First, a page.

The Importance of Public-Private Partnerships

INside

  • 2012 Obama Administration PPP to prevent health care fraud: NICB continues to share information with many of these partners in the battle against health care fraud.
  • Over the last few years, multiple NICB analysts have participated in the DHS Public-Private Analytic Exchange Program (AEP). 
  • NICB agents and analysts participate in PPPs at the local level on a regular basis.
The Importance of Public-Private Partnerships

By Chris Longino 

NICB has prided itself in information sharing between insurers and law enforcement since its inception, and it’s this collaborative spirit that has branched out to many other groups in which NICB is involved, both public and private. 

Defining the PPP
The National Council for Public-Private Partnership (NCPPP) defines Public-Private Partnerships (PPPs) as “a contractual agreement between a public agency (federal, state, or local) and a private sector entity. Through this agreement, the skills and assets of each sector (public and private) are shared in delivering a service or facility for the use of the general public. In addition to the sharing of resources, each party shares in the risks and rewards potential in the delivery of the service and/or facility.” PPPs are created in areas where a cooperative effort between government agencies and private entities provides efficiencies to tackle important societal issues.

Partnering on Crime
PPPs designed to combat crime have become increasingly prevalent in recent years as governments seek innovative ways to enhance public safety and address complex criminal challenges. These partnerships involve collaboration between government agencies and private sector organizations to develop and implement strategies, technologies, and initiatives aimed at preventing and reducing crime. These PPPs gained momentum in the early 2000s following the September 11th terrorist attacks. In order to better combat terrorism, law enforcement agencies realized the need to share intelligence and resources with private entities.

In recent years, PPPs have increasingly included private entities involved in financial services and cybersecurity. Law enforcement efforts to combat money laundering require cooperation from the banking industry and other businesses providing financial services. Protected by the Patriot Act, financial institutions share information with law enforcement agencies to detect money laundering and terrorist activities. As cybercrime becomes a growing concern, PPPs addressing cybersecurity issues continue to form. According to the Cybersecurity and Infrastructure Security Agency (CISA), “Partnerships between the public and private sectors that foster information sharing are essential to protecting critical infrastructure and to furthering cybersecurity.”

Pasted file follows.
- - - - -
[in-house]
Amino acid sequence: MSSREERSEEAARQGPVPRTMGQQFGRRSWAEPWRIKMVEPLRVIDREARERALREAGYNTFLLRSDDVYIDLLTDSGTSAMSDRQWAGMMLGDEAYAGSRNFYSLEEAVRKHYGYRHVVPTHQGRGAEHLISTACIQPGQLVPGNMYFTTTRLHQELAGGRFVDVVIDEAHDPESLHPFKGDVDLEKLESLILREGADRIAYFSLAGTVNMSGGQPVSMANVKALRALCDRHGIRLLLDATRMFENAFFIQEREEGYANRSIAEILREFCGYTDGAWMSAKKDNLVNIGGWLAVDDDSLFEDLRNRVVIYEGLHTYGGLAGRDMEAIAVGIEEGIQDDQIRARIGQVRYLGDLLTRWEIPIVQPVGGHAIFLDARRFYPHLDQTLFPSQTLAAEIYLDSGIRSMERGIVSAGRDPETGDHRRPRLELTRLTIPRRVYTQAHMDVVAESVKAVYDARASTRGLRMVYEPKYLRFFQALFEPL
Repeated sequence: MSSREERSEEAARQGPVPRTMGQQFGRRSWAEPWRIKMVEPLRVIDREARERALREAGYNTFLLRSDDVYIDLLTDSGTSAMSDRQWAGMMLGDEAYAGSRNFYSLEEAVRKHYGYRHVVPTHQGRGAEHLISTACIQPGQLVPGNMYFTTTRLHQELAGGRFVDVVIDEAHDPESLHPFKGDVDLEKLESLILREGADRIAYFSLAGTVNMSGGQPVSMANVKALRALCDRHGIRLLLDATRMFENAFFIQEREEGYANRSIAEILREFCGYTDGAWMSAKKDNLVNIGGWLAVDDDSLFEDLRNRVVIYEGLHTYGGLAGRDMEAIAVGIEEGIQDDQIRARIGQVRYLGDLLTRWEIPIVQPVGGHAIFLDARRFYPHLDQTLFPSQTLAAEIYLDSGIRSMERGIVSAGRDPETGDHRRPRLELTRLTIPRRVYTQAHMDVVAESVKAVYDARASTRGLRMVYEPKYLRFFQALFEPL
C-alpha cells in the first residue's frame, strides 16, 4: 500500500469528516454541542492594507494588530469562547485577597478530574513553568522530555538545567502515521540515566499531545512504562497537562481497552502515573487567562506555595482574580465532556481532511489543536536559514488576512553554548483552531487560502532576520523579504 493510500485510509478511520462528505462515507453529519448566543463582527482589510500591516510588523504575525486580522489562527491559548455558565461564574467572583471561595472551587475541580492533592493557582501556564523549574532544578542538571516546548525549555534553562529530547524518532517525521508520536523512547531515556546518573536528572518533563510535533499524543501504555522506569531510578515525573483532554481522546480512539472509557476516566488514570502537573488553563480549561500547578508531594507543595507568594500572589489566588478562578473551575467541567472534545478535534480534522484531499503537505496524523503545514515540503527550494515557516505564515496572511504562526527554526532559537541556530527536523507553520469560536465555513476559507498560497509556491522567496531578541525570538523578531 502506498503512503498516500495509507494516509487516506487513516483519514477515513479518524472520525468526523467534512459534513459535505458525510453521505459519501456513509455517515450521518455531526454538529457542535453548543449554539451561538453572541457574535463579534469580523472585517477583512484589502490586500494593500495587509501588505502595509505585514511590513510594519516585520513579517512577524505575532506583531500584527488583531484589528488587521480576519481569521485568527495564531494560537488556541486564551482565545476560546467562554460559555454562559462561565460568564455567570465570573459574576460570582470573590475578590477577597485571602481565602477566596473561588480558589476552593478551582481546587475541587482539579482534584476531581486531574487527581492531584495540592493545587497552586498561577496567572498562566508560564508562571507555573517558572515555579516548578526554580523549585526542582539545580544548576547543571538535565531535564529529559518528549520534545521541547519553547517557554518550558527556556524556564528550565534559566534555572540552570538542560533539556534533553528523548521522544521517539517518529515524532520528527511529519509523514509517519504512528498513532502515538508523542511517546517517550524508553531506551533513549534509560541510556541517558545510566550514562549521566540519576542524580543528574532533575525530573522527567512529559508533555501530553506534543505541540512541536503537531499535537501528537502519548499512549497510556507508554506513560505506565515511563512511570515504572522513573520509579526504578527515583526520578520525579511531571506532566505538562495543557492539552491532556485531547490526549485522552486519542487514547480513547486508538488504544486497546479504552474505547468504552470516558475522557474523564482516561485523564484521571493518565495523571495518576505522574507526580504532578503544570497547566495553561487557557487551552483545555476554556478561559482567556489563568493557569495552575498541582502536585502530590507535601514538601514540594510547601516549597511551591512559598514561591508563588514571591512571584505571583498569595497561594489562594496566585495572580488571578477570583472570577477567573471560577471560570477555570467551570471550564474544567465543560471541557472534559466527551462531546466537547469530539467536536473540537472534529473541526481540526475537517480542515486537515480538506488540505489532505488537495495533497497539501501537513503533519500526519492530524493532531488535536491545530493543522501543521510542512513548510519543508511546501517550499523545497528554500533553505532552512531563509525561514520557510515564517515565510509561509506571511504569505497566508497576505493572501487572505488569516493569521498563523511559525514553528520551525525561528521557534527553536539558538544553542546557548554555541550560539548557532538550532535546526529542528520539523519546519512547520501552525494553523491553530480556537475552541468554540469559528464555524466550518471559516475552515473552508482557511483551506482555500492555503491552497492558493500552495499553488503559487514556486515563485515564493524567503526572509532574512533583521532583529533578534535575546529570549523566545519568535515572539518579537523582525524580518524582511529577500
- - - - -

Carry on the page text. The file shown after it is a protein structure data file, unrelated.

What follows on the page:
NICB Participation in PPPs
In 2012, the Obama Administration announced the formation of a PPP intended to prevent health care fraud. This PPP included NICB, private health insurers, the FBI, the United States Department of Health and Human Services, the National Association of Medicaid Fraud Control Units, the National Health Care Anti-Fraud Association, and other related entities. The purpose of this PPP is to “share information and best practices in order to improve detection and prevent payment of fraudulent health care billings.” NICB continues to share information with many of these partners in the battle against health care fraud.

As NICB continues to enhance our intelligence and analytical resources and capabilities, expanding the expertise and experience of NICB intelligence analysts is crucial. A PPP with the Department of Homeland Security (DHS) provided such an experience. Over the last few years, multiple NICB analysts have participated in the DHS Public-Private Analytic Exchange Program (AEP). This program allows DHS and NICB analysts to collaborate on analytical products of mutual interest, which provides important experience for the NICB analyst and further solidifies NICB and DHS relationships.

Outside of national PPP programs, NICB agents and analysts participate in PPPs at the local level on a regular basis. Whether through partnerships with local law enforcement agencies or associations designed to promote information sharing, NICB depends on these PPPs to further our mission to combat and prevent insurance fraud. 

Anyone with information concerning insurance fraud or vehicle theft can report it anonymously by calling toll-free 800.TEL.NICB (800.835.6422) or submitting a form on our website.

About the National Insurance Crime Bureau: Headquartered in Oak Brook, Ill., the NICB is the nation's leading not-for-profit organization exclusively dedicated to combatting and preventing insurance crime through Intelligence, Analytics, and Operations; Education and Crime Prevention; and Strategy, Policy, and Advocacy. The NICB is supported by more than 1,200 property-casualty insurers, self-insureds, rental car, vehicle finance, and auto auctions. To learn more, visit www.nicb.org.